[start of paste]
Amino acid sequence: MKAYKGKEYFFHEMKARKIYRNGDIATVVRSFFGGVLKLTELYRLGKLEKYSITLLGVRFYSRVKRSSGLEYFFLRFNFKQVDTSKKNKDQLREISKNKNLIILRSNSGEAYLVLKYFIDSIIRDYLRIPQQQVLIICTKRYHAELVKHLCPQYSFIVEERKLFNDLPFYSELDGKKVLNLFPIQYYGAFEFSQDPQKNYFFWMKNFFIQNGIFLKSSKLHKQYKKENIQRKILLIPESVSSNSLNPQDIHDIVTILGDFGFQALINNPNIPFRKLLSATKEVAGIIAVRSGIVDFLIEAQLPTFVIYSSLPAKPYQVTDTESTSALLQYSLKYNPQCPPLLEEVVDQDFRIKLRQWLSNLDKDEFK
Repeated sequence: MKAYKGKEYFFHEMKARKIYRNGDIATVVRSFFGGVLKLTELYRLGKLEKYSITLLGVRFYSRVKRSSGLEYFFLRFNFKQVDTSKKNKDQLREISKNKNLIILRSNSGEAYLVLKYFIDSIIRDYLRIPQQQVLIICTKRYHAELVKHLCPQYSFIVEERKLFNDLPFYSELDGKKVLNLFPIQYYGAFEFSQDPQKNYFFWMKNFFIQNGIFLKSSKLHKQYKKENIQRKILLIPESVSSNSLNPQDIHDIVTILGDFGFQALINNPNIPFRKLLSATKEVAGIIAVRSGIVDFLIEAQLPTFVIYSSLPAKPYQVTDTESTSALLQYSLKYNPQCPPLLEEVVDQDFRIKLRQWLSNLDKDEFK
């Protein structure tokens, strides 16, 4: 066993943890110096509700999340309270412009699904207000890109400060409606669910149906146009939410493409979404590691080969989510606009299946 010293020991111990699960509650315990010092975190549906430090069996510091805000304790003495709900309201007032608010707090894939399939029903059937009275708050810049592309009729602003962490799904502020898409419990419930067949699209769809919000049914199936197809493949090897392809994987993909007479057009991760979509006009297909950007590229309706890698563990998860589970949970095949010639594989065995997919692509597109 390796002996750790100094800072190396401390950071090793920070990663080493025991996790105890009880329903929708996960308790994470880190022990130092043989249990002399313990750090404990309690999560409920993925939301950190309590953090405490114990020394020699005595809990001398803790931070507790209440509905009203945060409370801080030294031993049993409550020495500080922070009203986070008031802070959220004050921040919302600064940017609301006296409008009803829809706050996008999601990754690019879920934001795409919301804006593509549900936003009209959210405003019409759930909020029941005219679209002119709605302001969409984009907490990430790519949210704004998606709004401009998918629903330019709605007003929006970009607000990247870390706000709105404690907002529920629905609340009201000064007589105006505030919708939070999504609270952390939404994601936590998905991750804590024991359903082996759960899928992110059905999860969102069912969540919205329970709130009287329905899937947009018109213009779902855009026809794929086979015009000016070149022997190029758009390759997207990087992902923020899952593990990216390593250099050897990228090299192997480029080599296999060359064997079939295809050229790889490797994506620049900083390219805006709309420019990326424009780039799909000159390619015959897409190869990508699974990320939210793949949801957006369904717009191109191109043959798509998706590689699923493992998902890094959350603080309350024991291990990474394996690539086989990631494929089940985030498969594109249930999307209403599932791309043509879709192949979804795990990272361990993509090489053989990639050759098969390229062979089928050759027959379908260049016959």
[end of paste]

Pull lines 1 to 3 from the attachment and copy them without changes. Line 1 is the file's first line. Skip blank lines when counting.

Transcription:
Amino acid sequence: MKAYKGKEYFFHEMKARKIYRNGDIATVVRSFFGGVLKLTELYRLGKLEKYSITLLGVRFYSRVKRSSGLEYFFLRFNFKQVDTSKKNKDQLREISKNKNLIILRSNSGEAYLVLKYFIDSIIRDYLRIPQQQVLIICTKRYHAELVKHLCPQYSFIVEERKLFNDLPFYSELDGKKVLNLFPIQYYGAFEFSQDPQKNYFFWMKNFFIQNGIFLKSSKLHKQYKKENIQRKILLIPESVSSNSLNPQDIHDIVTILGDFGFQALINNPNIPFRKLLSATKEVAGIIAVRSGIVDFLIEAQLPTFVIYSSLPAKPYQVTDTESTSALLQYSLKYNPQCPPLLEEVVDQDFRIKLRQWLSNLDKDEFK
Repeated sequence: MKAYKGKEYFFHEMKARKIYRNGDIATVVRSFFGGVLKLTELYRLGKLEKYSITLLGVRFYSRVKRSSGLEYFFLRFNFKQVDTSKKNKDQLREISKNKNLIILRSNSGEAYLVLKYFIDSIIRDYLRIPQQQVLIICTKRYHAELVKHLCPQYSFIVEERKLFNDLPFYSELDGKKVLNLFPIQYYGAFEFSQDPQKNYFFWMKNFFIQNGIFLKSSKLHKQYKKENIQRKILLIPESVSSNSLNPQDIHDIVTILGDFGFQALINNPNIPFRKLLSATKEVAGIIAVRSGIVDFLIEAQLPTFVIYSSLPAKPYQVTDTESTSALLQYSLKYNPQCPPLLEEVVDQDFRIKLRQWLSNLDKDEFK
């Protein structure tokens, strides 16, 4: 066993943890110096509700999340309270412009699904207000890109400060409606669910149906146009939410493409979404590691080969989510606009299946 010293020991111990699960509650315990010092975190549906430090069996510091805000304790003495709900309201007032608010707090894939399939029903059937009275708050810049592309009729602003962490799904502020898409419990419930067949699209769809919000049914199936197809493949090897392809994987993909007479057009991760979509006009297909950007590229309706890698563990998860589970949970095949010639594989065995997919692509597109 390796002996750790100094800072190396401390950071090793920070990663080493025991996790105890009880329903929708996960308790994470880190022990130092043989249990002399313990750090404990309690999560409920993925939301950190309590953090405490114990020394020699005595809990001398803790931070507790209440509905009203945060409370801080030294031993049993409550020495500080922070009203986070008031802070959220004050921040919302600064940017609301006296409008009803829809706050996008999601990754690019879920934001795409919301804006593509549900936003009209959210405003019409759930909020029941005219679209002119709605302001969409984009907490990430790519949210704004998606709004401009998918629903330019709605007003929006970009607000990247870390706000709105404690907002529920629905609340009201000064007589105006505030919708939070999504609270952390939404994601936590998905991750804590024991359903082996759960899928992110059905999860969102069912969540919205329970709130009287329905899937947009018109213009779902855009026809794929086979015009000016070149022997190029758009390759997207990087992902923020899952593990990216390593250099050897990228090299192997480029080599296999060359064997079939295809050229790889490797994506620049900083390219805006709309420019990326424009780039799909000159390619015959897409190869990508699974990320939210793949949801957006369904717009191109191109043959798509998706590689699923493992998902890094959350603080309350024991291990990474394996690539086989990631494929089940985030498969594109249930999307209403599932791309043509879709192949979804795990990272361990993509090489053989990639050759098969390229062979089928050759027959379908260049016959």